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My story shall take place on Earth with the human race as the dominant species. I imagine the technological and scientific progress to be 10 to 20 years in the future from now (our current real life state) but basically I want to build a world environment which is pretty much like ours.

However, I am struggling with the question whether or not I should use our real world cities and countries (e.g., US, UK, Russia, China, etc.) and their political situations, historical backgrounds and cultures.

Doing that would require me to stick to real historical facts which i want to avoid. I am aware that i need to develop my own politics, history and culture for the countries but i want to take our world just as an inspiration and create something new from it.

But now I can't think of a good way to convey that "alternative reality of humankind" to the readers without confusing them. For example, I feel like when writing about inventions, that happened in the near past, I shouldn't let these inventions happen in a totally different world with different city and country names.

Very basic example:

Thomas Edison invented the light bulb and was a US citizen. (true or not doesn't matter)

For me, it feels odd if I would say:

Keith Coleman, the inventor of the light bulb, was a citizen of the united nations of Quimbleton (names I just came up with)

In my opinion, this would confuse the reader.

I know that other writers have built these human worlds without referring to our 'real' Earth directly (especially in fantasy, e.g., Tolkien's Lord of the Rings). But I can only think of examples where the 'potential time gap' between our time and the time in the book is very large. For example, Lord of the Rings plays in medieval times.

Another thing is that I cannot limit the geographical area of the story (like Tolkien with Middle earth) because I will definitely address space travel at some point, which requires even more than a planet-sized area.

To bring it to a point, I want the technological progress, the state of science, the environment, and probably the cultural habits to be pretty much like ours nowadays. But I want to use different names for cities, countries, persons, etc., so that there is no real world connection via names.

My question is: What is a good way to convey the following to the reader:

"Yes this is Earth, this is pretty much your time and there are a lot things you already know about. But no, you don't know any of the countries, cities or persons and you know nothing about their politics, history and culture. I will explain this to you part by part."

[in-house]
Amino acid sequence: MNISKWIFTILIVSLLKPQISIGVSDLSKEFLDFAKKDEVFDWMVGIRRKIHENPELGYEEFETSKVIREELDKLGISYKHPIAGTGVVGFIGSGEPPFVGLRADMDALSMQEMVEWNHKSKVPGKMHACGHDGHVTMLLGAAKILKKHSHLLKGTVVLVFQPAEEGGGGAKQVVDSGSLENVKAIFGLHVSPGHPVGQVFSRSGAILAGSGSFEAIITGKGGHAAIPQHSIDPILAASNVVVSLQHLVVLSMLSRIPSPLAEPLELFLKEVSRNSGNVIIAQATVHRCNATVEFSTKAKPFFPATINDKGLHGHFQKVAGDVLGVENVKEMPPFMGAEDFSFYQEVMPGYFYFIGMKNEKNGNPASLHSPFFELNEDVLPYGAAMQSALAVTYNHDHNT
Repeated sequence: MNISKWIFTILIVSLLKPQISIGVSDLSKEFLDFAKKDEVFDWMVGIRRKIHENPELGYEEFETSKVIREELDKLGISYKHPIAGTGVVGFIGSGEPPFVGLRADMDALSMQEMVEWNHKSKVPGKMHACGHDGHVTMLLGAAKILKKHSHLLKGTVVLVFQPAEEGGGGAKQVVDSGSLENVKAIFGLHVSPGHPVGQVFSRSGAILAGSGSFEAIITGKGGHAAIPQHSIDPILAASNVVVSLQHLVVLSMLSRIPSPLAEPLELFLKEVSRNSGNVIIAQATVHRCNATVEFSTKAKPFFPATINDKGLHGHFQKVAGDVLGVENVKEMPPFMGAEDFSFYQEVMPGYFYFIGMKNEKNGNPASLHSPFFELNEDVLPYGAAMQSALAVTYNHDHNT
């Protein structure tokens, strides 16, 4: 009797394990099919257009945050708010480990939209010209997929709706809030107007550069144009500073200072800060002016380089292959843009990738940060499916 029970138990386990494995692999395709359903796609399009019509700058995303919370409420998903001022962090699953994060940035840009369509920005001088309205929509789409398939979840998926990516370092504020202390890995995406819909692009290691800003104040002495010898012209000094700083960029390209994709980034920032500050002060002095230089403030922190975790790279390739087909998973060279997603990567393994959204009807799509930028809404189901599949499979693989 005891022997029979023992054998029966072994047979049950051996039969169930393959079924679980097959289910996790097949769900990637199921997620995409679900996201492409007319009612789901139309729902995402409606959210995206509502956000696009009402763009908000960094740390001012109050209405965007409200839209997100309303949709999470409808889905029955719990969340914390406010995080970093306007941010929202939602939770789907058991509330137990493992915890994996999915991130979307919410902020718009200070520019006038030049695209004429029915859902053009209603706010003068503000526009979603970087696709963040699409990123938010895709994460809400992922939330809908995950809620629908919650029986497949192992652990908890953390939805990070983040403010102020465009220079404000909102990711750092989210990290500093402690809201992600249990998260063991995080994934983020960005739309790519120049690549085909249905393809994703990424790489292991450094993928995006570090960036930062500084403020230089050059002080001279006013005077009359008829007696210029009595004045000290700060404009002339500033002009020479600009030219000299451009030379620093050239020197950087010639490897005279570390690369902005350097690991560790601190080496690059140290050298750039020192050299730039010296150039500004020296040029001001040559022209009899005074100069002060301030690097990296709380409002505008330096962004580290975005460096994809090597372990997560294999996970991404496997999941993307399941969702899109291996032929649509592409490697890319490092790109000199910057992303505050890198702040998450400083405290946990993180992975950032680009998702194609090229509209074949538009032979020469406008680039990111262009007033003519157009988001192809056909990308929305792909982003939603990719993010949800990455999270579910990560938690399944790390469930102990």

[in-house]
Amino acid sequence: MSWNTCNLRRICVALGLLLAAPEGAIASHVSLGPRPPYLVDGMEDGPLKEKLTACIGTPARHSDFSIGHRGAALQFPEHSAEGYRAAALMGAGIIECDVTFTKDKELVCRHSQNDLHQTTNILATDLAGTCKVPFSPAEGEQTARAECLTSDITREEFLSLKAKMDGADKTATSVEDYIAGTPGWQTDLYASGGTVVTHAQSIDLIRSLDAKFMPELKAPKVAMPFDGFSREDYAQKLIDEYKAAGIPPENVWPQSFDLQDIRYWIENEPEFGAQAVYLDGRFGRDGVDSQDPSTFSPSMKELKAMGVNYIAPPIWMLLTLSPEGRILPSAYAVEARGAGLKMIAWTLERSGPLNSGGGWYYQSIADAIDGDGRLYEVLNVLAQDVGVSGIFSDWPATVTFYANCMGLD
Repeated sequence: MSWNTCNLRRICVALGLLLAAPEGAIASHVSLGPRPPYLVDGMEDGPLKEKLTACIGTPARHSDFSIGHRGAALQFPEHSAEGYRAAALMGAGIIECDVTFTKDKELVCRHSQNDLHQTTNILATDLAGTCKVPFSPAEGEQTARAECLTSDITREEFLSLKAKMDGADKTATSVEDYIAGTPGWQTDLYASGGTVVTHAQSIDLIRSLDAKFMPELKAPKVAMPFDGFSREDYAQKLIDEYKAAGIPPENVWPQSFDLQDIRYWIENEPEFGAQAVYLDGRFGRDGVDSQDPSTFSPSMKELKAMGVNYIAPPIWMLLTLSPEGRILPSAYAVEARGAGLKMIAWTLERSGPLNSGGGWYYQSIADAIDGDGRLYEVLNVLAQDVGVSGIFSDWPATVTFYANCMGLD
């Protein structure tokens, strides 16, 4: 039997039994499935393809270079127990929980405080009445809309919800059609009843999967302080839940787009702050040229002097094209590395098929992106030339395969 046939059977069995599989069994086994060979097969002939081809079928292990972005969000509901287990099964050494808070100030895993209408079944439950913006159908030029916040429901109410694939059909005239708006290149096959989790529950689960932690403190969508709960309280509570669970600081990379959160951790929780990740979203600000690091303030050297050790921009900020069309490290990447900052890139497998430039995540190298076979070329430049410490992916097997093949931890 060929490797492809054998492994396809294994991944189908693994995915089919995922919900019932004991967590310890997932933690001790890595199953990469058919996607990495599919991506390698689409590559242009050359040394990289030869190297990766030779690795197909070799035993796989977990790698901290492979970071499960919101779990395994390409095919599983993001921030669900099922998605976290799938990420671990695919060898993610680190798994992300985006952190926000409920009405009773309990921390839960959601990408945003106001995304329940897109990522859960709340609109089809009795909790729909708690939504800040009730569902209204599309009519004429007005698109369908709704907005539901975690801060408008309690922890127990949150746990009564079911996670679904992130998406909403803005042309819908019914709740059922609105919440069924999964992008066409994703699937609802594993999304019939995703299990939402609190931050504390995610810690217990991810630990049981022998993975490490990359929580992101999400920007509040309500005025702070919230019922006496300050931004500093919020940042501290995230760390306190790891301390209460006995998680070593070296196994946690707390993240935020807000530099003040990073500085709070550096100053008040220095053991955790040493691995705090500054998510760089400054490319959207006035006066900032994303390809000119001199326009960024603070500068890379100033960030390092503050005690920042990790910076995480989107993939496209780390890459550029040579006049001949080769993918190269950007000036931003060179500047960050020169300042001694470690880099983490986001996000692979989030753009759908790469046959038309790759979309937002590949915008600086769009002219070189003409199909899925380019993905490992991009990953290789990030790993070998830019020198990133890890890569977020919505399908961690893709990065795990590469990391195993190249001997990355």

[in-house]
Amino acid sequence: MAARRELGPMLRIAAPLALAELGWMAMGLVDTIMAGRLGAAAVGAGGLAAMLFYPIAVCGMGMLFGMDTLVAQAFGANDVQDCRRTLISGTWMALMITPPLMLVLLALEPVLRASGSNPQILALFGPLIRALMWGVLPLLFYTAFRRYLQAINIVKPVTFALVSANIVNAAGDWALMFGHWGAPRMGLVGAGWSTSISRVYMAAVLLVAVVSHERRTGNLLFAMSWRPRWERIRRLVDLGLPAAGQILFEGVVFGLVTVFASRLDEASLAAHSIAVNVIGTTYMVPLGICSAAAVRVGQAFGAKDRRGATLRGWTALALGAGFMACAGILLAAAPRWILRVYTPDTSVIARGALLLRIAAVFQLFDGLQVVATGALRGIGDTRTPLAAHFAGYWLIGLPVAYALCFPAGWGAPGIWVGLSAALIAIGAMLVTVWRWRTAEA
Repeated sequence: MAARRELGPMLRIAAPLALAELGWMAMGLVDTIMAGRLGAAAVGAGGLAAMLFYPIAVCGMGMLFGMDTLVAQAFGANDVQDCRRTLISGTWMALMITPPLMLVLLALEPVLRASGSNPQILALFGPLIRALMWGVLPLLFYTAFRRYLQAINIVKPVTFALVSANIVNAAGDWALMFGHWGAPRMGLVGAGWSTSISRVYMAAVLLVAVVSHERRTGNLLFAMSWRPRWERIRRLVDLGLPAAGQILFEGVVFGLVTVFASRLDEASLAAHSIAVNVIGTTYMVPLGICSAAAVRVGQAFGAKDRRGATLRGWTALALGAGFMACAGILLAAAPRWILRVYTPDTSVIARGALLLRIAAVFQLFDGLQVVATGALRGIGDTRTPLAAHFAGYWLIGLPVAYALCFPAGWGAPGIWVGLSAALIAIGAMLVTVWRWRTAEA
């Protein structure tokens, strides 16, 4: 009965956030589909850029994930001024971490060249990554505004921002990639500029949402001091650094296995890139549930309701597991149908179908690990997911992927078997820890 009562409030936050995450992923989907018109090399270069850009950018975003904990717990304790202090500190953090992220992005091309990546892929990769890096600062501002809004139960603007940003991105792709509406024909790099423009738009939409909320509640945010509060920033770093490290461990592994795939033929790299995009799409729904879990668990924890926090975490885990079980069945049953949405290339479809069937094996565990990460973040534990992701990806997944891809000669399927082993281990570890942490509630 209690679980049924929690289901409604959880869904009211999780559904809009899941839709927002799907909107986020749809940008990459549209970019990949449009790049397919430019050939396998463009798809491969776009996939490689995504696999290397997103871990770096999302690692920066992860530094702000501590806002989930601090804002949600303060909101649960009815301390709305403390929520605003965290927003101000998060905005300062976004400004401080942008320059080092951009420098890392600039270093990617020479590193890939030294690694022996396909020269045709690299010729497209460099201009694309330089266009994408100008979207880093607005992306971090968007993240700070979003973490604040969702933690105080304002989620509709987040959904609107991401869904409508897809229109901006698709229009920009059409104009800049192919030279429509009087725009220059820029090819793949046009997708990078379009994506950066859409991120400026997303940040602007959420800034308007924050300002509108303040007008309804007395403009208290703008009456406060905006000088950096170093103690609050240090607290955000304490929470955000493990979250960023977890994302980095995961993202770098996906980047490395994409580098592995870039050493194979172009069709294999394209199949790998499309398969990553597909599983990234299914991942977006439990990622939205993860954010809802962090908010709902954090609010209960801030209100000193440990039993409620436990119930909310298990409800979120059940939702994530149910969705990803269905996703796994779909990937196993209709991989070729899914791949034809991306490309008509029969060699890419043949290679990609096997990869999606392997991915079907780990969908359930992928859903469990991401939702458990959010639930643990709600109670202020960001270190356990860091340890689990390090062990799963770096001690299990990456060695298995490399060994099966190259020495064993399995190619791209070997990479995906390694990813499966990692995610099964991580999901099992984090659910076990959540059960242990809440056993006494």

Edit: I noticed that people are getting me wrong and think that i don't want to do any research on history and cultures in our real world, trying to go for a simple way. It's really just that i don't want to necessarily stick to our real world political systems and historical events. My world building would of course be highly affected by our real world events and systems but i just want the freedom to create something new from it. I am not trying to go the "easy" way.

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closed as off-topic by James Jun 24 at 13:58

This question appears to be off-topic. The users who voted to close gave this specific reason:

  • "This question does not appear to be about worldbuilding, within the scope defined in the help center." – James
If this question can be reworded to fit the rules in the help center, please edit the question.

  • $\begingroup$ Welcome to worldbuilding. I have the feeling that this is better suited for writing.SE, but not being an active user there, I leave the decision to other dwelling in both realms. $\endgroup$ – L.Dutch - Reinstate Monica Jun 24 at 10:56
  • $\begingroup$ That is question for writing stack exchange. What you are missing is that, in your example, only one this is related to our world. Just change that to "light source that used electricity to slowly burn a tungsten wire to generate light" and you're done. Also by supplying more examples you make sure the reader "get a hint" that stuff is the same but the place is different. $\endgroup$ – SZCZERZO KŁY Jun 24 at 10:57